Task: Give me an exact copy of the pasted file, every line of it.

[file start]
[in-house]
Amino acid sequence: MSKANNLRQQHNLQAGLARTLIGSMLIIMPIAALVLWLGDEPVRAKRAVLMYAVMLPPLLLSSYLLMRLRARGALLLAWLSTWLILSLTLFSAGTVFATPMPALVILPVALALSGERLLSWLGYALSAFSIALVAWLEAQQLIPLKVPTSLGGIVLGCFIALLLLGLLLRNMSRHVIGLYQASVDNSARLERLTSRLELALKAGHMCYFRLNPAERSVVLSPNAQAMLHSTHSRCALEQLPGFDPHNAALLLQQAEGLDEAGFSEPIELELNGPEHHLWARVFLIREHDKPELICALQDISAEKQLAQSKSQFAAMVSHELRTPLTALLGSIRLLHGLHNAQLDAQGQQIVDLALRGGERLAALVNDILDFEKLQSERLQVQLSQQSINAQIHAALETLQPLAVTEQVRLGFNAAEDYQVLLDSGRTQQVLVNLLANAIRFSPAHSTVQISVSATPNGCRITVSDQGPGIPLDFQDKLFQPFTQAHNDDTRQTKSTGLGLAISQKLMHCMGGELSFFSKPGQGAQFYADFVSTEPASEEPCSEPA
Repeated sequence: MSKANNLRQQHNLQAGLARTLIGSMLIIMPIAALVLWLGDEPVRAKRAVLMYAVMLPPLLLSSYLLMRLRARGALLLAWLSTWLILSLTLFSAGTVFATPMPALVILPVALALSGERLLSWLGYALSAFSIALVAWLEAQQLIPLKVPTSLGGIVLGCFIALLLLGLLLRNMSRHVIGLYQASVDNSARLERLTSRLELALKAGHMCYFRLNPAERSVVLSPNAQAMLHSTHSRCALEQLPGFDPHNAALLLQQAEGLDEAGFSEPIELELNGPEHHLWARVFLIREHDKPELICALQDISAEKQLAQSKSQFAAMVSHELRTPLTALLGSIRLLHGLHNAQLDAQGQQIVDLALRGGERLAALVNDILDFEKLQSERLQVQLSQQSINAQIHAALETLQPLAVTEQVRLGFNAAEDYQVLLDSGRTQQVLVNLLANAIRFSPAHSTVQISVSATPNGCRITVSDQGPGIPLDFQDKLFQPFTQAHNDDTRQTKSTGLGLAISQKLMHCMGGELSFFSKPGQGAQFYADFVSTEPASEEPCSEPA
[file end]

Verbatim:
[in-house]
Amino acid sequence: MSKANNLRQQHNLQAGLARTLIGSMLIIMPIAALVLWLGDEPVRAKRAVLMYAVMLPPLLLSSYLLMRLRARGALLLAWLSTWLILSLTLFSAGTVFATPMPALVILPVALALSGERLLSWLGYALSAFSIALVAWLEAQQLIPLKVPTSLGGIVLGCFIALLLLGLLLRNMSRHVIGLYQASVDNSARLERLTSRLELALKAGHMCYFRLNPAERSVVLSPNAQAMLHSTHSRCALEQLPGFDPHNAALLLQQAEGLDEAGFSEPIELELNGPEHHLWARVFLIREHDKPELICALQDISAEKQLAQSKSQFAAMVSHELRTPLTALLGSIRLLHGLHNAQLDAQGQQIVDLALRGGERLAALVNDILDFEKLQSERLQVQLSQQSINAQIHAALETLQPLAVTEQVRLGFNAAEDYQVLLDSGRTQQVLVNLLANAIRFSPAHSTVQISVSATPNGCRITVSDQGPGIPLDFQDKLFQPFTQAHNDDTRQTKSTGLGLAISQKLMHCMGGELSFFSKPGQGAQFYADFVSTEPASEEPCSEPA
Repeated sequence: MSKANNLRQQHNLQAGLARTLIGSMLIIMPIAALVLWLGDEPVRAKRAVLMYAVMLPPLLLSSYLLMRLRARGALLLAWLSTWLILSLTLFSAGTVFATPMPALVILPVALALSGERLLSWLGYALSAFSIALVAWLEAQQLIPLKVPTSLGGIVLGCFIALLLLGLLLRNMSRHVIGLYQASVDNSARLERLTSRLELALKAGHMCYFRLNPAERSVVLSPNAQAMLHSTHSRCALEQLPGFDPHNAALLLQQAEGLDEAGFSEPIELELNGPEHHLWARVFLIREHDKPELICALQDISAEKQLAQSKSQFAAMVSHELRTPLTALLGSIRLLHGLHNAQLDAQGQQIVDLALRGGERLAALVNDILDFEKLQSERLQVQLSQQSINAQIHAALETLQPLAVTEQVRLGFNAAEDYQVLLDSGRTQQVLVNLLANAIRFSPAHSTVQISVSATPNGCRITVSDQGPGIPLDFQDKLFQPFTQAHNDDTRQTKSTGLGLAISQKLMHCMGGELSFFSKPGQGAQFYADFVSTEPASEEPCSEPA